[JURIST] Ching Cheong [advocacy website; Wikipedia profile], chief China correspondent for Singapore's Straits Times [media website], was sentenced to five years in jail by a Chinese court on Thursday after being convicted on charges of selling state secrets and spying for Taiwan [BBC report]. In addition to the prison sentence, the court ordered the confiscation of $37,500 worth of Ching's property and the suspension of his political rights for one year. Ching's wife, Lau, maintains her husband's innocence and suspects that he has been accused of stealing state secrets because he obtained politically sensitive unpublished interviews with late Communist Party chief Zhao Ziyang [Wikipedia profile], who was purged for opposing the 1989 Tiananmen massacre [BBC backgrounder]. Ching's family is considering an appeal.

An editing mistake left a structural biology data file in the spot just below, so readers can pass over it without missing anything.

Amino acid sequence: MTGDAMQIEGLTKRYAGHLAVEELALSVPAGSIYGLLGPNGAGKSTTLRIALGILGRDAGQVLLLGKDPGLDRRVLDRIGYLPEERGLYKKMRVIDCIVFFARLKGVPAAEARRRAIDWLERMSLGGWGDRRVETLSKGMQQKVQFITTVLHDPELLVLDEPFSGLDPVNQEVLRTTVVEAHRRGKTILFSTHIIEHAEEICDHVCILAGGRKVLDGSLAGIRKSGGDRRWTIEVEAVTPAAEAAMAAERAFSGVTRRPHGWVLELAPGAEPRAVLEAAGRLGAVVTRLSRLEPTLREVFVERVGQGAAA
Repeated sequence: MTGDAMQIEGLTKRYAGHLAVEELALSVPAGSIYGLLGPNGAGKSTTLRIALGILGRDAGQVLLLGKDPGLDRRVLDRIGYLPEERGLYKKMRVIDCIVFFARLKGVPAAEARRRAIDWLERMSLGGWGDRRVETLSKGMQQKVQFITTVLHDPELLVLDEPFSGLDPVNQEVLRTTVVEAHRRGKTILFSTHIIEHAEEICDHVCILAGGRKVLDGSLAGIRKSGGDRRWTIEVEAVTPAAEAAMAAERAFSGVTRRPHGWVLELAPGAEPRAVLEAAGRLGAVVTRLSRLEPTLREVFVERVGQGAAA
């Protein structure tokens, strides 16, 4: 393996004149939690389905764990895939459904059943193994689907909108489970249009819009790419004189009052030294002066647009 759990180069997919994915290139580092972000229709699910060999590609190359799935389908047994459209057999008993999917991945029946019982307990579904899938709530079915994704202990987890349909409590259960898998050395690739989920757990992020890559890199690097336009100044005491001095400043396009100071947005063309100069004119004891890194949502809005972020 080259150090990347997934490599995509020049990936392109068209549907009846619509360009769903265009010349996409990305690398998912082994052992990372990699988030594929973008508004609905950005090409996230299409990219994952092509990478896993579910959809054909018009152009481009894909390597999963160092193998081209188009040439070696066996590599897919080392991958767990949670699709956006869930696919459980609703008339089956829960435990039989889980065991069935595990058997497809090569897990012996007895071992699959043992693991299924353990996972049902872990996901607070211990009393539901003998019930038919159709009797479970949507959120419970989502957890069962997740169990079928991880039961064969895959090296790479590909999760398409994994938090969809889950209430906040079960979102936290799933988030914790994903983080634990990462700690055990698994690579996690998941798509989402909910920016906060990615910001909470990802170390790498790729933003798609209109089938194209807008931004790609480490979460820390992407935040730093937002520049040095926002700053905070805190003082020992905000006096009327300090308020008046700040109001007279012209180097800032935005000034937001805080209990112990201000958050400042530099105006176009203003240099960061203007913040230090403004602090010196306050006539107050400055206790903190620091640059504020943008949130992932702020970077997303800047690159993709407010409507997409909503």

The two week long trial [JURIST report], held behind closed doors, sparked concern among human rights groups and journalists who see this as yet another high-profile step taken by Chinese authorities in recent months in an effort to silence dissent in China [JURIST news archive]. The actions include the conviction [JURIST report] of Zhao Yan [HRIC profile, PDF], a former New York Times researcher, on fraud charges but who was also initially indicted for providing state secrets [JURIST report] to foreigners, a crackdown on US Internet companies that prompted them to be accused [JURIST report] in the West of complying with so-called "Internet oppression", and the jailing of Chinese journalists [JURIST report] for inciting subversion. Aljazeera has more.